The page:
Samsung Galaxy S25 Ultra: What we want to see

Samsung Galaxy S24 Ultra in Titanium Violet showing back
(Image credit: Future)

The Samsung Galaxy S24 Ultra is essentially brand new at this point, and there’s no denying that it’s one of the best smartphones you can buy.

But it has a few weaknesses that can be improved upon with the next generation in a year’s time. Here are some of the things we want to see with the Samsung Galaxy S25 Ultra when rumors begin to pick up ahead of its expected 2025 release date.

A fresh design

It’s not that the Samsung Galaxy S24 Ultra is an ugly phone by any means (though its chunky 6.8-inch frame certainly makes it an acquired taste). 

It’s just that the line has barely changed its aesthetics since 2021’s Galaxy S21 Ultra. That, in turn, wasn’t a million miles away from the first member of the Ultra line, the S20, but we’ll give it a pass as the camera block was quite a lot less neat.

True, there’s only so different phones can look year after year, and Samsung has been busy pioneering a whole new form factor with the Galaxy Z Fold lineup in the meantime. But it would be nice if the company could shake things up a little bit in 2025.

A boost in RAM

RAM is an area where Samsung has bizarrely taken a step backward in recent years. Both the S20 Ultra and S21 Ultra could be configured with a massive 16GB RAM on board, but this was taken away in 2022 with the S22 Ultra, and it hasn’t returned in the two intervening years.

No, there’s not a lot out there to justify 16GB RAM in a phone at the moment (and there was even less in 2020!) but it doesn’t hurt to be future-proofed when you’re paying a small fortune for a smartphone. And on that note…

A more competitive price

Foldables aside, the Samsung Galaxy S24 Ultra is amongst the most expensive smartphones you can buy, starting at a massive $1,299.99. And that rises to an even more massive $1,659 if you want 1TB of storage instead of the 256GB the cheapest version ships with (Samsung hasn’t supported expandable storage in its flagships since the Galaxy S20 family).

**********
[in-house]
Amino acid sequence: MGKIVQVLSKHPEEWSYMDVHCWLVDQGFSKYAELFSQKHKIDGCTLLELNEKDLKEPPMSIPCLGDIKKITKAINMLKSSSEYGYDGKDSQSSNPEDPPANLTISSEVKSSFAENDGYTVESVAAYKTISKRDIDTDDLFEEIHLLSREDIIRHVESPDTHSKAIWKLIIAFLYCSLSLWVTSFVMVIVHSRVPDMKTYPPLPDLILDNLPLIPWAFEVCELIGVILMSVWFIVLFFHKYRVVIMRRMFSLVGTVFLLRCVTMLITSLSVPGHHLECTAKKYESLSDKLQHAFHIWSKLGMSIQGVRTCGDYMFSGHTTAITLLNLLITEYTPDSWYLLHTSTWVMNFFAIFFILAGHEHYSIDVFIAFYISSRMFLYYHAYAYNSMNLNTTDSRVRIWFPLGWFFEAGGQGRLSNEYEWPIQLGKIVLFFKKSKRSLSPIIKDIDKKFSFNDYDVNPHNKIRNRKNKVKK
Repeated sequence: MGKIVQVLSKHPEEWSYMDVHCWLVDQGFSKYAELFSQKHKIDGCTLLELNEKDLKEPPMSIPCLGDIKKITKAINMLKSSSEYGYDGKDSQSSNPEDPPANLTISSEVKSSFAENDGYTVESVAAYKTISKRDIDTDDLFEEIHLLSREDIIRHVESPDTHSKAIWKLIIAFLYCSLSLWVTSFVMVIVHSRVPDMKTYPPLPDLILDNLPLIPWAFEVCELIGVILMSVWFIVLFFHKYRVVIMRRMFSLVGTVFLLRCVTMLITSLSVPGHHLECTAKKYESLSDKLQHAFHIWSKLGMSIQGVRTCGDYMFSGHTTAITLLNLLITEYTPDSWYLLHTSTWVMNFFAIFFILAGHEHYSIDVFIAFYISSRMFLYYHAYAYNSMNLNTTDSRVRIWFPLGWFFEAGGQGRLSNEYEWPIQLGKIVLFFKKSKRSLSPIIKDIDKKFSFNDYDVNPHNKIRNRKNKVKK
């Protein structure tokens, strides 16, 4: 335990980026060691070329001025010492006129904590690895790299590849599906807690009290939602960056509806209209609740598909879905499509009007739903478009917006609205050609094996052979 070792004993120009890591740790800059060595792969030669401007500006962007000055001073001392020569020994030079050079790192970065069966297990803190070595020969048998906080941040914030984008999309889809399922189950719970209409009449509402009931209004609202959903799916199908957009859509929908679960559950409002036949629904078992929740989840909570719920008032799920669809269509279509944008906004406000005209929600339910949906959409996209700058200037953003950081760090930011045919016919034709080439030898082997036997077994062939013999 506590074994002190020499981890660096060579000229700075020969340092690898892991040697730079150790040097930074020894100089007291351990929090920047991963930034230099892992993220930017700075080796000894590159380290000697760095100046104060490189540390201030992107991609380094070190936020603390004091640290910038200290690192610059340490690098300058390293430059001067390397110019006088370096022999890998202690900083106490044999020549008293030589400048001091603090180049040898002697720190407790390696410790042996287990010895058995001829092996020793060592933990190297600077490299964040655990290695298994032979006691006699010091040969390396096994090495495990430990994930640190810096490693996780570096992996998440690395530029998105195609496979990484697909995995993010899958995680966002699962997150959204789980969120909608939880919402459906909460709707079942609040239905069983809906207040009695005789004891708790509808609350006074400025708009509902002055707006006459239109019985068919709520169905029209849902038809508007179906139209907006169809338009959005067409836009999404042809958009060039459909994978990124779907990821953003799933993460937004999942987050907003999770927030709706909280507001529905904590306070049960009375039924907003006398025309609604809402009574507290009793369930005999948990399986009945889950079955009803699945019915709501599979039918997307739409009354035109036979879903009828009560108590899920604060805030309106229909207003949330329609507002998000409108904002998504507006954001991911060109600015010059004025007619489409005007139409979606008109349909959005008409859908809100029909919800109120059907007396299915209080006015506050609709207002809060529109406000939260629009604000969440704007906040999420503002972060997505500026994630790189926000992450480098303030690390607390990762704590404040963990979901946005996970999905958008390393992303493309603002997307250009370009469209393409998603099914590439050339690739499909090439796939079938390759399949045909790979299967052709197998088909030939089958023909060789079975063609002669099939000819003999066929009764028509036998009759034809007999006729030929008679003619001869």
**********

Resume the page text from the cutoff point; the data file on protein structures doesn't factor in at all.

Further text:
Realistically, we appreciate a price cut isn’t on the cards, but we do hope it will at least remain static. Its current price makes it hard to justify over better-value offerings from the likes of OnePlus and Google, and even the $999 Galaxy S24 Plus, which shares many of the same specs makes it look a touch overpriced. 

More S Pen tricks

Bundling the S Pen with the S22 Ultra was a masterstroke, making the top-end Galaxy S a Galaxy Note in all but name. Being able to pop the S Pen out to doodle and note take is a brilliant USP that many consumers wouldn't want to live without.

It’s even better with the S24 Ultra, where you can combine the S Pen with the ‘Circle to Search’ function to quickly look up individual items or text from an image with a little help from AI. 

We’d love to see more innovations like this with the S Pen, to make it more of a must-have accessory with staying power after the initial novelty wears off.

Improved ranged photography

The most controversial design decision for the Samsung Galaxy S24 Ultra was dropping the 10x optical zoom with a 5x one. 

True, this 5x one had a far higher megapixel count (50 instead of 10) and this allowed for a very solid 10x optical quality crop, but it’s not quite the same thing. It also meant Samsung lost a valuable selling point: a 10x optical zoom was unusual, a 5x one is less so.

We’d like to see the 10x zoom returning, but with an improved sensor and more megapixels. One rumor suggests we might get a variable optical zoom sensor that can switch between zoom lengths for more flexibility, which could free up space for the 10x sensor to return. Fingers crossed.  

Alan Martin

Freelance contributor Alan has been writing about tech for over a decade, covering phones, drones and everything in between. Previously Deputy Editor of tech site Alphr, his words are found all over the web and in the occasional magazine too. When not weighing up the pros and cons of the latest smartwatch, you'll probably find him tackling his ever-growing games backlog. Or, more likely, playing Spelunky for the millionth time.